What’s coming up next for you?
I just got a commission from the National Black Theatre and I’m working on the fourth installation of this cycle. And that’s fun, it’s three women and it’s fun to have three African women in one space. So that’s going on. Ill be going to the International Writers Group and there I’ll hopefully be working on drafts of the fifth play. I’m working kind of fast, I don’t know why. I think I can slow down but I feel like I’m working pretty fast. And then Sojourners is going next week to the magic theatre for their virgin play series.
What is Sojourners?
It’s the second play in the cycle. What did I say? Let me streamline that. What’s happening first is that the second play, Sojourners, is going to the Magic as part of their virgin play series, the Magic Theatre. Run Boy Run, the second play in the series, is going to have a reading with terraNOVA at the end of this month at the Cherry Lane Theatre. I have a commission from the National Black Theatre, NBT for the fourth cycle in this play which is now untitled and when I go to the Omi International Writers Group in the fall I will be working on the fifth.
How many plays are in your series?
Right now I have four drafts of four plays, the fifth I’ll be doing at Omi is a thought, a really developed thought, and then I think I have three or four more to go before I’m done with this cycle and I’ll start doing other things. So it’s probably gonna be an eight- or nine-play cycle.
Is it scoping a family through time?
Yup. So we start in 1968 and we get bigger and bigger and bigger and bigger, and what I am interested in, is they come to this country, they’re so Nigerian, each more modern play they lose a little bit of their Nigerian-ness as they just forget forget forget, as they just blend into the fabric called America. And I don’t know whether that’s a good thing or a bad thing, I think I lean towards it being a not good thing but that’s my judgment about what happens to immigrants when they come to America. So that’s what the wide scope of this cycle is attempting to tackle. And when you first meet the plays they were backwards so the very first play in the cycle will always be the most contemporary play. Its what’s happening now and then you’ll see the next one and its back five years, back five years, back five years, and they’ll become more and more Nigerian. So when you first meet them you might think “Ohh I’m just seeing a family of color.” Until you get all the way back to 1968, that is the furthest back in time I’ll go, and you see that this is a very Nigerian family, through and through.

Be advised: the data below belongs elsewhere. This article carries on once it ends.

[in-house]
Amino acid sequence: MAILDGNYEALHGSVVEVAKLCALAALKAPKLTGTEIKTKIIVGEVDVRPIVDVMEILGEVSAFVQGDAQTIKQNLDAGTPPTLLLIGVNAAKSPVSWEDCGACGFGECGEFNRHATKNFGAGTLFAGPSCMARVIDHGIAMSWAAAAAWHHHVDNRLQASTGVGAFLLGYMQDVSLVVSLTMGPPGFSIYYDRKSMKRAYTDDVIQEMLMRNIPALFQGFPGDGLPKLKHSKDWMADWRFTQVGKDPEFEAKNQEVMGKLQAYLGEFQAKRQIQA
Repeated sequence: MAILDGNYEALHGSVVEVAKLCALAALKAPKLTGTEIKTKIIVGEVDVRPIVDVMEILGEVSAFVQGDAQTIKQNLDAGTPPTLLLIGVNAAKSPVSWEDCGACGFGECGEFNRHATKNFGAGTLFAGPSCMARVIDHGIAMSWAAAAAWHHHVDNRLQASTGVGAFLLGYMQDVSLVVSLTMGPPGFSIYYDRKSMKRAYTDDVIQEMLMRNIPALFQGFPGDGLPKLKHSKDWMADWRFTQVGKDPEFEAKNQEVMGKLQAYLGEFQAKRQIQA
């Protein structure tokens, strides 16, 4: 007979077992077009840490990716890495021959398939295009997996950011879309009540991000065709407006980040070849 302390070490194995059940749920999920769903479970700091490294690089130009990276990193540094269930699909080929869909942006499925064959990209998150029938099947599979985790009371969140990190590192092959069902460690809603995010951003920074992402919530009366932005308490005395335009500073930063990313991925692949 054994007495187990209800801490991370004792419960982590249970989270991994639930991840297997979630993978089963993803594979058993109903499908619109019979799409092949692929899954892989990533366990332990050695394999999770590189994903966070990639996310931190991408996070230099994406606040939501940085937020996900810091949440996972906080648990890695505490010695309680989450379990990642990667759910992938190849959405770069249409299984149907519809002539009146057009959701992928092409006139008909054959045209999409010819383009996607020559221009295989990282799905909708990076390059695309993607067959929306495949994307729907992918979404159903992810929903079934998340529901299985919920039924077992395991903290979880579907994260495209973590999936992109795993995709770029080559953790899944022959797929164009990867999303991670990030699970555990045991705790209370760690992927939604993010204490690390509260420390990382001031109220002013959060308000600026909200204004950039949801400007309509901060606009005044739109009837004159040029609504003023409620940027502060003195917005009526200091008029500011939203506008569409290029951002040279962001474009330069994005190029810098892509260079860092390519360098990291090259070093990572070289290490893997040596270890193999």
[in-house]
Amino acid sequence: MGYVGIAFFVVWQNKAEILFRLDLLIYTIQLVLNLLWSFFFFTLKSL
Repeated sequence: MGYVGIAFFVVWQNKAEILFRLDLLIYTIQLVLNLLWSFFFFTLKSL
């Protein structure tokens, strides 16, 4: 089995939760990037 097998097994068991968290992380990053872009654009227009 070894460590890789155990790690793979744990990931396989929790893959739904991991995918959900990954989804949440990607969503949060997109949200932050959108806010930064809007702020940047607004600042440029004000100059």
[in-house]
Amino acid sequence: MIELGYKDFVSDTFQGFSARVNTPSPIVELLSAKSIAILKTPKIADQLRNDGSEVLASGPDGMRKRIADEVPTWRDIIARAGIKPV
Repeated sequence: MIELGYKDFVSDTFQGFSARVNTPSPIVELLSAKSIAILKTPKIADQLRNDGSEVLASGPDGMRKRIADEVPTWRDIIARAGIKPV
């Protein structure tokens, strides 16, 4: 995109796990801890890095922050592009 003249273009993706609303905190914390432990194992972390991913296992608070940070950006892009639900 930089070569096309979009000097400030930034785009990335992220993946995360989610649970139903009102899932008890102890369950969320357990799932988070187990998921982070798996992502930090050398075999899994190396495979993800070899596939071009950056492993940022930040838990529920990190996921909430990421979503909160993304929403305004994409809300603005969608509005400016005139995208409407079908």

The verse is only going to be in the third play?
The verse really anchors the third play, and right now The Grove, which is technically the first play because what happens is that the verse is in the memory of the father during war and then in The Grove somehow the daughter, his oldest daughter has little beats of her father in him and so she so every so often will talk in verse. She doesn’t know why, though, whereas in the third play I think they have an idea of what this verse is. But she doesn’t know why, she just does it, so it’s like it’s already starting to dilute. And she’s the only one of the kids who does it, so after her I don’t know if I’ll ever write in verse again unless one child is connected suddenly, but for now…
If you were to be reincarnated as farm animal, what would you be and why?
Oh my goddddd. As a farm animal? God dangit, give me a jungle animal. No I know why, it’s cause we’re on SPACE on Ryder Farm. If it has to be a farm animal… could it be an animal you find on a farm?
I’d be a frickin bobcat. I would be a bobcat. I love cats. I know the people are like “oooo, dogs, go for a dog.” I don’t futz with a dog too much, I like a cat.
Why you and cats?
I don’t know, I think it’s cause they’re persnickety, they’re ornery, and I’m kinda ornery once in a while, you know, they actually want you to touch them but they don’t want you to touch them, and I feel like I’m like that. Stroke me but don’t, it’s the way you do it. (laughs) It’s all in the approach. And there is something about a bobcat which can be scary and beautiful, and if this were the jungle I’d go for one of the big master cats but because we’re on the farm I would do a bobcat. I like them. And there’s something wonderful about being just a little feral, just a little wild, like not a house cat, I’m a bobcat. Just a little feral.
Interviewed by Jasmine Stiefel.